In such a toxic environment it’s easy to turn on friends, or those who been supportive of our cause. I too have been guilty of rushing to judgement (sorry Josh Brolin).  But these are the people we cannot afford to lose. Tom Hanks and Melissa Etheridge are not the villains. Barack Obama is not the villain. 

The LGBT community is still angry, and if that anger continues misdirected, we will lose more than friends and supporters, will lose our cause, and ourselves.

I… we… need to remember that hate, intolerance and ignorance are the villains, and those individuals who personify them. I don’t count Tom Hanks among them.

A reminder below of just how short our memories are…

White House website updated with LGBT issues. Wow!

lgbt, politics 1 Comment »

In a word. Wow. From the spiffy, newly redesigned Whitehouse.gov website.

Support for the LGBT Community

“While we have come a long way since the Stonewall riots in 1969, we still have a lot of work to do. Too often, the issue of LGBT rights is exploited by those seeking to divide us. But at its core, this issue is about who we are as Americans. It’s about whether this nation is going to live up to its founding promise of equality by treating all its citizens with dignity and respect.”— Barack Obama, June 1, 2007

  • Expand Hate Crimes Statutes: In 2004, crimes against LGBT Americans constituted the third-highest category of hate crime reported and made up more than 15 percent of such crimes. President Obama cosponsored legislation that would expand federal jurisdiction to include violent hate crimes perpetrated because of race, color, religion, national origin, sexual orientation, gender identity, or physical disability. As a state senator, President Obama passed tough legislation that made hate crimes and conspiracy to commit them against the law.
  • Fight Workplace Discrimination: President Obama supports the Employment Non-Discrimination Act, and believes that our anti-discrimination employment laws should be expanded to include sexual orientation and gender identity. While an increasing number of employers have extended benefits to their employees’ domestic partners, discrimination based on sexual orientation in the workplace occurs with no federal legal remedy. The President also sponsored legislation in the Illinois State Senate that would ban employment discrimination on the basis of sexual orientation.
  • Support Full Civil Unions and Federal Rights for LGBT Couples: President Obama supports full civil unions that give same-sex couples legal rights and privileges equal to those of married couples. Obama also believes we need to repeal the Defense of Marriage Act and enact legislation that would ensure that the 1,100+ federal legal rights and benefits currently provided on the basis of marital status are extended to same-sex couples in civil unions and other legally-recognized unions. These rights and benefits include the right to assist a loved one in times of emergency, the right to equal health insurance and other employment benefits, and property rights.
  • Oppose a Constitutional Ban on Same-Sex Marriage: President Obama voted against the Federal Marriage Amendment in 2006 which would have defined marriage as between a man and a woman and prevented judicial extension of marriage-like rights to same-sex or other unmarried couples.
  • Repeal Don’t Ask-Don’t Tell: President Obama agrees with former Chairman of the Joint Chiefs of Staff John Shalikashvili and other military experts that we need to repeal the “don’t ask, don’t tell” policy. The key test for military service should be patriotism, a sense of duty, and a willingness to serve. Discrimination should be prohibited. The U.S. government has spent millions of dollars replacing troops kicked out of the military because of their sexual orientation. Additionally, more than 300 language experts have been fired under this policy, including more than 50 who are fluent in Arabic. The President will work with military leaders to repeal the current policy and ensure it helps accomplish our national defense goals.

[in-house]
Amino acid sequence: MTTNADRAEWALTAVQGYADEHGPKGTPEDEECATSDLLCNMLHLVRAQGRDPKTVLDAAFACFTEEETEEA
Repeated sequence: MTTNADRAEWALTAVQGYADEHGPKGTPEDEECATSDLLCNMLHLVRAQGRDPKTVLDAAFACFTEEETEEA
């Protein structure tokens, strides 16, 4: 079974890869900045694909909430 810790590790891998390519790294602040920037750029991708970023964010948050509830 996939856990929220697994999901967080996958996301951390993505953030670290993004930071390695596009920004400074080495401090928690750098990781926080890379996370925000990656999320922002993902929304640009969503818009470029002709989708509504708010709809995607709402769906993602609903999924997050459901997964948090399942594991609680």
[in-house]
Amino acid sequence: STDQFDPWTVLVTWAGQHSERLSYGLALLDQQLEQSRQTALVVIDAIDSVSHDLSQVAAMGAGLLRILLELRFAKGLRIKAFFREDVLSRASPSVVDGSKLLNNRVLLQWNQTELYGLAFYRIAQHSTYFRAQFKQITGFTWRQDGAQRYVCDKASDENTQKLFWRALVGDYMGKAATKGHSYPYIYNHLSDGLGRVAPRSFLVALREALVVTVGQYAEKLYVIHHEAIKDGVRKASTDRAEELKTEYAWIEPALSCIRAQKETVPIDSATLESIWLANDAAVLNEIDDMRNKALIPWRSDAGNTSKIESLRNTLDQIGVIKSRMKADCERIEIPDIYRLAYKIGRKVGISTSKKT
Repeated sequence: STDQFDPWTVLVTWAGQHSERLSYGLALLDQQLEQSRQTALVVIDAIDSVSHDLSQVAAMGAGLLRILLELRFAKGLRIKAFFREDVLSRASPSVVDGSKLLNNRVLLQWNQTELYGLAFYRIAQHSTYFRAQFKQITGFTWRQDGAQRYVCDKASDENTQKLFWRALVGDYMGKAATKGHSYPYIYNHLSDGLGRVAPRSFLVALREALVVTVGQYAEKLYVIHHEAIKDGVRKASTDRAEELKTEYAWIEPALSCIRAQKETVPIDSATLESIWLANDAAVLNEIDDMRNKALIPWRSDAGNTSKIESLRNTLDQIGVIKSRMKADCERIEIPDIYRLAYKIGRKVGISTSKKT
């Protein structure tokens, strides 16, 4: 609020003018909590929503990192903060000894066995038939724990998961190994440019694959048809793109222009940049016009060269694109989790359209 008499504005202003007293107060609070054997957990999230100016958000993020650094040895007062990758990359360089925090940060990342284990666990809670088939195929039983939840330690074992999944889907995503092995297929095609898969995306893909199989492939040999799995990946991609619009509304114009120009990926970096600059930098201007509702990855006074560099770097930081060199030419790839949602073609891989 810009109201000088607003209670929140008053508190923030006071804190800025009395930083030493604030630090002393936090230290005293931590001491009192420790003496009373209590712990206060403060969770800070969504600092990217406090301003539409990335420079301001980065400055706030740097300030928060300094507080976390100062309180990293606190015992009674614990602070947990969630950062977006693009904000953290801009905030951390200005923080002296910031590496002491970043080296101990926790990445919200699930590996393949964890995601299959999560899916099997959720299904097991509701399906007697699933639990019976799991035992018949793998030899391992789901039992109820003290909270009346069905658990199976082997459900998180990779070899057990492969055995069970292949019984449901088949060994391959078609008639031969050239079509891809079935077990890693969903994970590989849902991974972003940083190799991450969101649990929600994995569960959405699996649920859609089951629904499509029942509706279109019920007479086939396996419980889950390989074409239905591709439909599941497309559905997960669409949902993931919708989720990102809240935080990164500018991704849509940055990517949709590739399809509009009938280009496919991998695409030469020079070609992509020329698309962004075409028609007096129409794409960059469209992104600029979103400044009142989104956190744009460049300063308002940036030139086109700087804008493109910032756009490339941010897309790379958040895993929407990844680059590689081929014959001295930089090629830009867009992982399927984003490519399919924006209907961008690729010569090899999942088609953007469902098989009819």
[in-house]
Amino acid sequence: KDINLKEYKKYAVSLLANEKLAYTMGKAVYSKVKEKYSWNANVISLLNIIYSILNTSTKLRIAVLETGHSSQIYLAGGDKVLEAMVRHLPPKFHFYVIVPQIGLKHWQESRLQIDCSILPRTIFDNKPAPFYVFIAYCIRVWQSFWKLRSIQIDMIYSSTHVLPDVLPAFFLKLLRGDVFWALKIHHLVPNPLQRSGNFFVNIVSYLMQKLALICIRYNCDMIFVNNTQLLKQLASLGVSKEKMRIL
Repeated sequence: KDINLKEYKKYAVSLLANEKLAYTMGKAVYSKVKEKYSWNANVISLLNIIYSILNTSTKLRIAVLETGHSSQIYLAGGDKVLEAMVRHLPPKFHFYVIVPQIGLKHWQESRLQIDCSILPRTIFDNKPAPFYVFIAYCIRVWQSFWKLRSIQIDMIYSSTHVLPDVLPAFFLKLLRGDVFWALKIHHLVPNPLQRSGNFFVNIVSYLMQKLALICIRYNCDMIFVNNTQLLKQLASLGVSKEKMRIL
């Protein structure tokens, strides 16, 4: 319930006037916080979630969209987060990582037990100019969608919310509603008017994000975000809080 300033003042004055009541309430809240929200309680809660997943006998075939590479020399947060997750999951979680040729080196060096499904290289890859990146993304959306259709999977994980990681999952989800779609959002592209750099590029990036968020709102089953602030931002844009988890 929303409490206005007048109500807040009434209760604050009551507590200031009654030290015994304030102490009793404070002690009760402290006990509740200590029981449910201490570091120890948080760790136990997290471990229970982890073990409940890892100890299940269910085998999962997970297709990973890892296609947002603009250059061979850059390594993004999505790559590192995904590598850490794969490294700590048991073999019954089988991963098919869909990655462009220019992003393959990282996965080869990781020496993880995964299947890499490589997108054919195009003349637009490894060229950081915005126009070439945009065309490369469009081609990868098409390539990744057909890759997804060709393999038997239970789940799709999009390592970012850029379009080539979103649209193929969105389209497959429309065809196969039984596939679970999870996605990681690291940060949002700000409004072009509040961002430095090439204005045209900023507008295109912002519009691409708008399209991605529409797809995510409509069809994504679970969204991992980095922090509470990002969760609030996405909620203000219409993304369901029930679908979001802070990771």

• Expand Adoption Rights: President Obama believes that we must ensure adoption rights for all couples and individuals, regardless of their sexual orientation. He thinks that a child will benefit from a healthy and loving home, whether the parents are gay or not.
  • Promote AIDS Prevention: In the first year of his presidency, President Obama will develop and begin to implement a comprehensive national HIV/AIDS strategy that includes all federal agencies. The strategy will be designed to reduce HIV infections, increase access to care and reduce HIV-related health disparities. The President will support common sense approaches including age-appropriate sex education that includes information about contraception, combating infection within our prison population through education and contraception, and distributing contraceptives through our public health system. The President also supports lifting the federal ban on needle exchange, which could dramatically reduce rates of infection among drug users. President Obama has also been willing to confront the stigma — too often tied to homophobia — that continues to surround HIV/AIDS.
  • Empower Women to Prevent HIV/AIDS: In the United States, the percentage of women diagnosed with AIDS has quadrupled over the last 20 years. Today, women account for more than one quarter of all new HIV/AIDS diagnoses. President Obama introduced the Microbicide Development Act, which will accelerate the development of products that empower women in the battle against AIDS. Microbicides are a class of products currently under development that women apply topically to prevent transmission of HIV and other infections.

This is a huge step. Hopefully these words will translate into action.